The human form is a thing of beauty. Just look at any Sports Illustrated issue (not just the swimsuit edition). The sculpted forms of the world’s top athletes will grace its cover and the subsequent pages. I’m fascinated with how a human body works and moves, the muscles graceful and lithe, others fluid and delicate. This is probably why I failed at yoga because I was too busy looking at how pliant the movements were as my teacher preformed them, than actually namaste-ing during my downward facing dog.
In 1995, Italian photographer Guido Argentini wanted to make some abstract images. Inspired by his love for sculpture and dance, Argentini painted his model in shiny metallic silver paint from head to toe and photographed her in studio with one light. Almost 20 years later, his project culminates in his 5th book, Argentum, which features dancers, aerialists and gymnasts looking like liquid balletic statues. The silver paint seems to transform the nude models into a luminous, chiseled work of art. For many images, the face is intentionally hidden and so the form of the body is what your eye is drawn to.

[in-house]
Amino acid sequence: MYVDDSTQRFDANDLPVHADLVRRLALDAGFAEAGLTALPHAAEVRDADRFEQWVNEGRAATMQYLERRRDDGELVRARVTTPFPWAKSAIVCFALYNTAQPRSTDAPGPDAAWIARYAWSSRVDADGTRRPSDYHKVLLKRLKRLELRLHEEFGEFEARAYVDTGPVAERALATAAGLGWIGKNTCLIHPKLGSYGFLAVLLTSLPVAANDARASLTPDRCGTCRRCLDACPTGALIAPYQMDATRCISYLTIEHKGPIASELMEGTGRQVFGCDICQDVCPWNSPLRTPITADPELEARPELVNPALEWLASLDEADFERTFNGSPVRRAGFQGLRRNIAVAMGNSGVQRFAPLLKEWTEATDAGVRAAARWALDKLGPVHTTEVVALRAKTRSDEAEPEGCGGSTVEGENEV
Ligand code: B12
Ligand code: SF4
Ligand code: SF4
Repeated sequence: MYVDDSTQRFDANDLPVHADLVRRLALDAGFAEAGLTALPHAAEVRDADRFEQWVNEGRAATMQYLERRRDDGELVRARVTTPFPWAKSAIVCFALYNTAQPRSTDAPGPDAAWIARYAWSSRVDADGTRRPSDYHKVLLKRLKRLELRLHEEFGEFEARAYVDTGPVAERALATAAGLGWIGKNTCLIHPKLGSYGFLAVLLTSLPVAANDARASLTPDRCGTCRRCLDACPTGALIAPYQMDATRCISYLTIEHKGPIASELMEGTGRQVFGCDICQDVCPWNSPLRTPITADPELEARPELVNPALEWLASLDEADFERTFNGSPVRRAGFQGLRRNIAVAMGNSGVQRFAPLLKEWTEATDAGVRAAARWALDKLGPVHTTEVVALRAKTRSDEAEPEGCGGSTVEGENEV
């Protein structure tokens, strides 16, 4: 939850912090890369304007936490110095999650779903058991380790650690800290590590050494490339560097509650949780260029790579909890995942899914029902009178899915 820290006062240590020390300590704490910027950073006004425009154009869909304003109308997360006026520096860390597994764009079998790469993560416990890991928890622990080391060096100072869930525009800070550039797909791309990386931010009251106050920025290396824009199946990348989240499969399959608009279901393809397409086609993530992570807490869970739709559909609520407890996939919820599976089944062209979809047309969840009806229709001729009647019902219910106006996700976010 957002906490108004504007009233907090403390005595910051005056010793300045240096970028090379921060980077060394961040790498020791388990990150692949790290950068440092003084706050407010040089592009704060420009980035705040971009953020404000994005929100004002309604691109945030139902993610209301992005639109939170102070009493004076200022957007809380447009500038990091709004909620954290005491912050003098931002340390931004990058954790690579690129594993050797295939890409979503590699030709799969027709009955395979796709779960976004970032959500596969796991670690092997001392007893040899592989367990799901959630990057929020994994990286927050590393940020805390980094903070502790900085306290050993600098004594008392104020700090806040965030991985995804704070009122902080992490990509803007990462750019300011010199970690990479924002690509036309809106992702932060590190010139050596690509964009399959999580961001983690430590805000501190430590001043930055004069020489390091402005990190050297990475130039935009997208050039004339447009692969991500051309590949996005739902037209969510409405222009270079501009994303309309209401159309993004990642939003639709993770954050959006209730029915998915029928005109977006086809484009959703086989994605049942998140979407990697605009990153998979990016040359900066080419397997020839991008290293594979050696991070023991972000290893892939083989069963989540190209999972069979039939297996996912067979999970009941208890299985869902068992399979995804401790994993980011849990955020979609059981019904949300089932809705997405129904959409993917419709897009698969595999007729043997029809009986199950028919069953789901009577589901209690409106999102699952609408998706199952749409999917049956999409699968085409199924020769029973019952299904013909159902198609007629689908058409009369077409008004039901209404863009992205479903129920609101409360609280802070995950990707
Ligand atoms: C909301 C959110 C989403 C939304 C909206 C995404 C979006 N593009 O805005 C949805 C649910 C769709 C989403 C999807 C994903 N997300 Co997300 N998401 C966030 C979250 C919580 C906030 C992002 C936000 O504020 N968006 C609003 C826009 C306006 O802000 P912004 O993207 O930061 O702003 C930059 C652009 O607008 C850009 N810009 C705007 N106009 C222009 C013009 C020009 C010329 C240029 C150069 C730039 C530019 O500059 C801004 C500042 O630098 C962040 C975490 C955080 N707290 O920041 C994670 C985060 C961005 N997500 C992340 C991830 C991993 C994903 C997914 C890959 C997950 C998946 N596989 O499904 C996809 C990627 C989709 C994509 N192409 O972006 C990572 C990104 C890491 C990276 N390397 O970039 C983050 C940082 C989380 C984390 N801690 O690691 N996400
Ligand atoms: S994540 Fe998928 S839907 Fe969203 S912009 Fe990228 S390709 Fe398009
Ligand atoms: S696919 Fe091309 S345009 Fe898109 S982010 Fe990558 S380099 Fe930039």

The plain light background is a perfect and simple backdrop for the series, which also makes use of many geometric shapes to contrast the fluidity of the body’s lines with the angular harshness of the triangles, circles and squares. Most of Argentini’s work, including Argentum, is a study of contrasts and are quite provocative.
The book was published late last year with an accompanying documentary which explains how he made these images. Below is a brief trailer about his book and a brief behind the scenes look at what goes into the making of the incredible images within the pages of Argentum. You’ll be able to see Argentini at work as well as a number of the images from the book. Be aware that even though the models are covered in metallic paint, they are nude, so the following video is NSFW.